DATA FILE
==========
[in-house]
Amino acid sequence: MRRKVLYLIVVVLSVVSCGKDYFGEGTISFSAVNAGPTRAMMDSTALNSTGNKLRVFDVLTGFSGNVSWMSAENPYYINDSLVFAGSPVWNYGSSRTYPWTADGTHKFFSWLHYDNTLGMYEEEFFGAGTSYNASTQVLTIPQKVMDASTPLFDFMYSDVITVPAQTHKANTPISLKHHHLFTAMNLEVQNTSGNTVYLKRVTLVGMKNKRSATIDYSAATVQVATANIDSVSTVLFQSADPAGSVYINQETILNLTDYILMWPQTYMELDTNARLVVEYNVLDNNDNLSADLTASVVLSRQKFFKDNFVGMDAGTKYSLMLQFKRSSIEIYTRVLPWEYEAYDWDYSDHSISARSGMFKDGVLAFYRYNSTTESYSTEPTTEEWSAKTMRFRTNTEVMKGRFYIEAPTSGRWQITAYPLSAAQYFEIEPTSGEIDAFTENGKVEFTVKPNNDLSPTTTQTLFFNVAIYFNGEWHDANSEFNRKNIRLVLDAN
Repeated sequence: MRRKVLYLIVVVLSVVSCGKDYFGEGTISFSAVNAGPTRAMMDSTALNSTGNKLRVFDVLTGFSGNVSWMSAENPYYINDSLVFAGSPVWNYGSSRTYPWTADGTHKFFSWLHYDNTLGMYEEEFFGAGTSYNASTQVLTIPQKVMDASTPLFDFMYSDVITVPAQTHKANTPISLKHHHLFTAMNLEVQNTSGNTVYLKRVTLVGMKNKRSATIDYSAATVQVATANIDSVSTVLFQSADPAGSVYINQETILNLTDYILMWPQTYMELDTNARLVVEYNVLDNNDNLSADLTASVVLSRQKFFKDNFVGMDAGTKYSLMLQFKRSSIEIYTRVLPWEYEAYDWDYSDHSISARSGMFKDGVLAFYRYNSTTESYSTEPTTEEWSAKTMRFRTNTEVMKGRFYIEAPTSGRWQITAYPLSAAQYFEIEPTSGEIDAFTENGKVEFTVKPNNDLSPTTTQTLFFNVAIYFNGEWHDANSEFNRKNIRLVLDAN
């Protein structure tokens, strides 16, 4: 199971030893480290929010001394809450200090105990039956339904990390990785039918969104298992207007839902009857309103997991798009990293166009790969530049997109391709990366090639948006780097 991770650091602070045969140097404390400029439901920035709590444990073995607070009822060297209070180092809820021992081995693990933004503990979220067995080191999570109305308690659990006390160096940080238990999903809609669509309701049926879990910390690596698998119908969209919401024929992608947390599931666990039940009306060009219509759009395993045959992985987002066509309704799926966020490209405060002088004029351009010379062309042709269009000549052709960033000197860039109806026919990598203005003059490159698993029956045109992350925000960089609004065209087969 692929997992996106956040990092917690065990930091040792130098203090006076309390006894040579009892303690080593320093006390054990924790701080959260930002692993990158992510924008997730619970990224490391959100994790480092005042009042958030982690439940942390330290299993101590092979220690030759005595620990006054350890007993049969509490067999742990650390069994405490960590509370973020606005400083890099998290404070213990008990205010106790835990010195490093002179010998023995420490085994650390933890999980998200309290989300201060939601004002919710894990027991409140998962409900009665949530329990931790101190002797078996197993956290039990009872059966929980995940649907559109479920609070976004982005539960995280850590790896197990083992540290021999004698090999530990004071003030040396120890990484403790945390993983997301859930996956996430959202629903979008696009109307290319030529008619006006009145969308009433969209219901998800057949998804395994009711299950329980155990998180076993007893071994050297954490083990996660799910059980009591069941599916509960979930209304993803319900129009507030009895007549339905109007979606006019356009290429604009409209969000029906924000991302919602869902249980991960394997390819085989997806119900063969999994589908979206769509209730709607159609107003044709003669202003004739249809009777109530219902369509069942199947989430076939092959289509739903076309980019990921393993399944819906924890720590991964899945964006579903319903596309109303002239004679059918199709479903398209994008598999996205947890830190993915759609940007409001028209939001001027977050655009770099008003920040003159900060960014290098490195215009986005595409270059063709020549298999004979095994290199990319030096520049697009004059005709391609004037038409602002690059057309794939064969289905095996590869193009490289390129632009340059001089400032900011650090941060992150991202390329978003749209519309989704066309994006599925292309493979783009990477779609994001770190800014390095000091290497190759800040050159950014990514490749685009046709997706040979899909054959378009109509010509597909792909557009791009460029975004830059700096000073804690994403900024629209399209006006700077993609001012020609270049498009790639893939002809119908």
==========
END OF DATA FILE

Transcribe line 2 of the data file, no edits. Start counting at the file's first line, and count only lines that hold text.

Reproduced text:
Amino acid sequence: MRRKVLYLIVVVLSVVSCGKDYFGEGTISFSAVNAGPTRAMMDSTALNSTGNKLRVFDVLTGFSGNVSWMSAENPYYINDSLVFAGSPVWNYGSSRTYPWTADGTHKFFSWLHYDNTLGMYEEEFFGAGTSYNASTQVLTIPQKVMDASTPLFDFMYSDVITVPAQTHKANTPISLKHHHLFTAMNLEVQNTSGNTVYLKRVTLVGMKNKRSATIDYSAATVQVATANIDSVSTVLFQSADPAGSVYINQETILNLTDYILMWPQTYMELDTNARLVVEYNVLDNNDNLSADLTASVVLSRQKFFKDNFVGMDAGTKYSLMLQFKRSSIEIYTRVLPWEYEAYDWDYSDHSISARSGMFKDGVLAFYRYNSTTESYSTEPTTEEWSAKTMRFRTNTEVMKGRFYIEAPTSGRWQITAYPLSAAQYFEIEPTSGEIDAFTENGKVEFTVKPNNDLSPTTTQTLFFNVAIYFNGEWHDANSEFNRKNIRLVLDAN